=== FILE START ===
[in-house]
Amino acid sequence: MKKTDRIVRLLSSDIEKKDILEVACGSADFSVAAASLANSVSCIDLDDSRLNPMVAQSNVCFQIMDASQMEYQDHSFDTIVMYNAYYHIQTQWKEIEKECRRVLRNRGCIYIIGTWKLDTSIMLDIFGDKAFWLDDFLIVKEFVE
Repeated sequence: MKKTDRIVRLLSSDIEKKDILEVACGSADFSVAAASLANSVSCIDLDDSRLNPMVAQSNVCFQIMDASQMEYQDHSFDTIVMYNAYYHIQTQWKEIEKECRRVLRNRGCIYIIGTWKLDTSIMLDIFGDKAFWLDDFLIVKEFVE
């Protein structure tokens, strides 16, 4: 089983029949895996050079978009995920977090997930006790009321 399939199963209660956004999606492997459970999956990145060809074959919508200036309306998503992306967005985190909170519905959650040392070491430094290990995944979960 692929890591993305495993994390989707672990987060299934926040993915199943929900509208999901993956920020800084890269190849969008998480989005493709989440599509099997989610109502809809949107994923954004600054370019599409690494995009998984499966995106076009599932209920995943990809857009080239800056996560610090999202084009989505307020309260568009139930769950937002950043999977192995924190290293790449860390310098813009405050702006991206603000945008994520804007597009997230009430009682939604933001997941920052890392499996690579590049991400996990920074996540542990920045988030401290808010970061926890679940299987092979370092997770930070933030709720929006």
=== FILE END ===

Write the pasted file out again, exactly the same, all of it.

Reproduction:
[in-house]
Amino acid sequence: MKKTDRIVRLLSSDIEKKDILEVACGSADFSVAAASLANSVSCIDLDDSRLNPMVAQSNVCFQIMDASQMEYQDHSFDTIVMYNAYYHIQTQWKEIEKECRRVLRNRGCIYIIGTWKLDTSIMLDIFGDKAFWLDDFLIVKEFVE
Repeated sequence: MKKTDRIVRLLSSDIEKKDILEVACGSADFSVAAASLANSVSCIDLDDSRLNPMVAQSNVCFQIMDASQMEYQDHSFDTIVMYNAYYHIQTQWKEIEKECRRVLRNRGCIYIIGTWKLDTSIMLDIFGDKAFWLDDFLIVKEFVE
């Protein structure tokens, strides 16, 4: 089983029949895996050079978009995920977090997930006790009321 399939199963209660956004999606492997459970999956990145060809074959919508200036309306998503992306967005985190909170519905959650040392070491430094290990995944979960 692929890591993305495993994390989707672990987060299934926040993915199943929900509208999901993956920020800084890269190849969008998480989005493709989440599509099997989610109502809809949107994923954004600054370019599409690494995009998984499966995106076009599932209920995943990809857009080239800056996560610090999202084009989505307020309260568009139930769950937002950043999977192995924190290293790449860390310098813009405050702006991206603000945008994520804007597009997230009430009682939604933001997941920052890392499996690579590049991400996990920074996540542990920045988030401290808010970061926890679940299987092979370092997770930070933030709720929006």